The Road to Improving the DACC (part 3)
The Los Angeles County Department of Animal Care and Control (DACC) is underfunded and understaffed. The following is Part 3 in a series suggestions are offered as ways to better use available resources without increasing costs.
Volunteers: Tax revenues have fallen and the budgets and staff of governmental agencies including the DACC were cut. Volunteers can help fill in the gaps, The shelter volunteer program is more important than ever. Yet on January 24th the DACC notified more than 70 volunteers from the Baldwin Park Shelter alone that they had been placed on “inactive” status and advising that “…you will no longer be an active volunteer in the program and may not from this point volunteer”. This was because the DACC’s records indicated that these volunteers had not participated for a period of 90 days. This was erroneous – a number of the “inactive” volunteers had served during that period but their login records seem to have been misplaced. Volunteers are donating their time, and the DACC pays lip service to their value, but DACC management seems to view them as either adversaries or employees. Treating volunteers as the valuable resources they are would significantly help the overburdened shelter staff.
Foster/Bottle Baby Program: Under DACC policy all unweaned puppies and kittens are to be immediately euthanized unless released to a foster who has attended the applicable DACC training class. I was a volunteer at the Baldwin Park Shelter from January 2009 – December of 2012, during which period the required class was not offered. Other county shelters report similar stories. A well-organized foster and bottle feeder program would save the lives of thousands of puppies and kittens.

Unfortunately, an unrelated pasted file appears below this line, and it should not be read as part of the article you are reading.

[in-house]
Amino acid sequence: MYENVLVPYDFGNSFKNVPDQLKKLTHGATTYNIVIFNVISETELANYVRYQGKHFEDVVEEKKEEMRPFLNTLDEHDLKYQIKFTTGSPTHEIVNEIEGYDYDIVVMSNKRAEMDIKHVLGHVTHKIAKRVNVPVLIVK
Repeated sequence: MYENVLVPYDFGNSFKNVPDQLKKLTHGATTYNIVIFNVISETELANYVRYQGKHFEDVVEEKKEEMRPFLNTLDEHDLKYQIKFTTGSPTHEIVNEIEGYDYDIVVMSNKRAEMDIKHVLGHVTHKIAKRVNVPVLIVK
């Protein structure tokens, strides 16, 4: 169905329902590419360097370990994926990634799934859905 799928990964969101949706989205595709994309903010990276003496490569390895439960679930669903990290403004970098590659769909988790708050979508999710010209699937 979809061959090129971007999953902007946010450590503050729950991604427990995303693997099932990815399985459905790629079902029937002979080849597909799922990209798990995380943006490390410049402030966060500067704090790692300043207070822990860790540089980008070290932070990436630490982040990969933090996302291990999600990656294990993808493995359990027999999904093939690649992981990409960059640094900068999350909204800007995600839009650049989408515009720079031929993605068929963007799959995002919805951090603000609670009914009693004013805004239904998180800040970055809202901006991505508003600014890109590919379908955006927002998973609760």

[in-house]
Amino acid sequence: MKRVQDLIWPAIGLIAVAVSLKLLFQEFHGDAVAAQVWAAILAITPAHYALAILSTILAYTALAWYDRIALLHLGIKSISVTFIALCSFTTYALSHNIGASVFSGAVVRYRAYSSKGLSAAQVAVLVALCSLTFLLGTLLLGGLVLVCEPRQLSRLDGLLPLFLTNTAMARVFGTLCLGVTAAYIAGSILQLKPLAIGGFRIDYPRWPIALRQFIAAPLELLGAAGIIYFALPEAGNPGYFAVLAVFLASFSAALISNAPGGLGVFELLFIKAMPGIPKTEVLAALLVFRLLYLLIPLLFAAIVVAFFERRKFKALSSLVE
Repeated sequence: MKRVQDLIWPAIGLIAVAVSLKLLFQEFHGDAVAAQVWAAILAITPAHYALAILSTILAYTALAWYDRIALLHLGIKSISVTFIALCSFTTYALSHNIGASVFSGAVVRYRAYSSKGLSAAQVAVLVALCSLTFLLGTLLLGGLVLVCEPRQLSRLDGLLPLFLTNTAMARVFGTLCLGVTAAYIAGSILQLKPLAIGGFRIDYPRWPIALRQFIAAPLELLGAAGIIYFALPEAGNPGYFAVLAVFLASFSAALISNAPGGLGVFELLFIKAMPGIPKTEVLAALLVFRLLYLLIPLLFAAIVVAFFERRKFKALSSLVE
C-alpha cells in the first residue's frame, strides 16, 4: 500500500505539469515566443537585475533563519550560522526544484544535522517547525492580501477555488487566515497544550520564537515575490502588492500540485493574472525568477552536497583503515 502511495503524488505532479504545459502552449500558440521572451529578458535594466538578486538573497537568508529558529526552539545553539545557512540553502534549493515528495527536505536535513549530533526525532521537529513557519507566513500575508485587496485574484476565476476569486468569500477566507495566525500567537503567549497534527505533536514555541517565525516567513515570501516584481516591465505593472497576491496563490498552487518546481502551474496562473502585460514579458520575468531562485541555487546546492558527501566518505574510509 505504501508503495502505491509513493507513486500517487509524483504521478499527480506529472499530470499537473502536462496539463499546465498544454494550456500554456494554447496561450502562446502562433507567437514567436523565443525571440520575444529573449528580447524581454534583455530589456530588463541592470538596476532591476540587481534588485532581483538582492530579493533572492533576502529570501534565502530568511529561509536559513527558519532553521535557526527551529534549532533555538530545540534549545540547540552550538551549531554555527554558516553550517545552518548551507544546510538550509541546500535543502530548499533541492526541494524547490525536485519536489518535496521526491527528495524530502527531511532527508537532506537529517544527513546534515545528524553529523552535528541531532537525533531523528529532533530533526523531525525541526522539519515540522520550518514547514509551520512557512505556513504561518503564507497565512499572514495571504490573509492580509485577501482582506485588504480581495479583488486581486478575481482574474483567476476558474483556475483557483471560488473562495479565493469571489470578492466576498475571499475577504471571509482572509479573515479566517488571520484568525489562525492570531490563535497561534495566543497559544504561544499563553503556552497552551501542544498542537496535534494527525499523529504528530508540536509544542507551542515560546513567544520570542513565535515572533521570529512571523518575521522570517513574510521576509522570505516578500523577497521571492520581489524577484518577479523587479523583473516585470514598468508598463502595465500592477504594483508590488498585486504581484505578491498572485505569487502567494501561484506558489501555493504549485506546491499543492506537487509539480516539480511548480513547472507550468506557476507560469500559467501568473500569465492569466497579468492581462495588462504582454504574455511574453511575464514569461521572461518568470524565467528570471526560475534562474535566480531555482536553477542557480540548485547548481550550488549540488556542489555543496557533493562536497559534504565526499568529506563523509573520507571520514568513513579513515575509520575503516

Best-Price Purchasing: We all have a legitimate aversion to government waste of tax dollars. The DACC is currently required to purchase supplies and services – from kennel keys and computers to truck repair and shelter renovation – through the county’s government purchasing system, County Internal Services Department (ISD) at vastly inflated prices. If a light bulb burns out at my house I go to the store and buy a pack of light bulbs, with the cost per bulb somewhere around one dollar. If a light bulb burns out at one of the DACC shelters, they are only authorized to purchase a replacement bulb through ISD – at a cost of $250. If I need to copy a key, I trot down to the nearest hardware store, pay between two and three dollars and walk out with a brand new shiny and working key two minutes later. If I work for the DACC and need a new key, I fill out several forms, submit them, and several weeks later – if I’m lucky – I receive a key that cost the county taxpayers $25! A local mechanic quoted a price of $3,000 to repair a truck, but the shelter was forced to go through ISD and the repair cost $10,000. A professional roofing contractor estimated the cost to repair a leaking roof at roughly $6,000. ISD’s price for the same repair? $125,000! If the DACC were allowed to receive a dollar of value for each dollar spent, there would be enough money to put the ‘Care’ back into the Department of Animal Care and Control and improve conditions for the animals, the shelter employees and the volunteers. There would be money to operate enough spay/neuter clinics to meet community demand. We can’t afford the government waste built into the ISD, and transparency is needed on why it is the only option available to the DACC. If the only way to buy goods and services at fair market price is to privatize the shelter system that is an option that should be seriously considered.
Next week I will be back with part four of how we can improve the poorly managed Los Angeles County shelter system.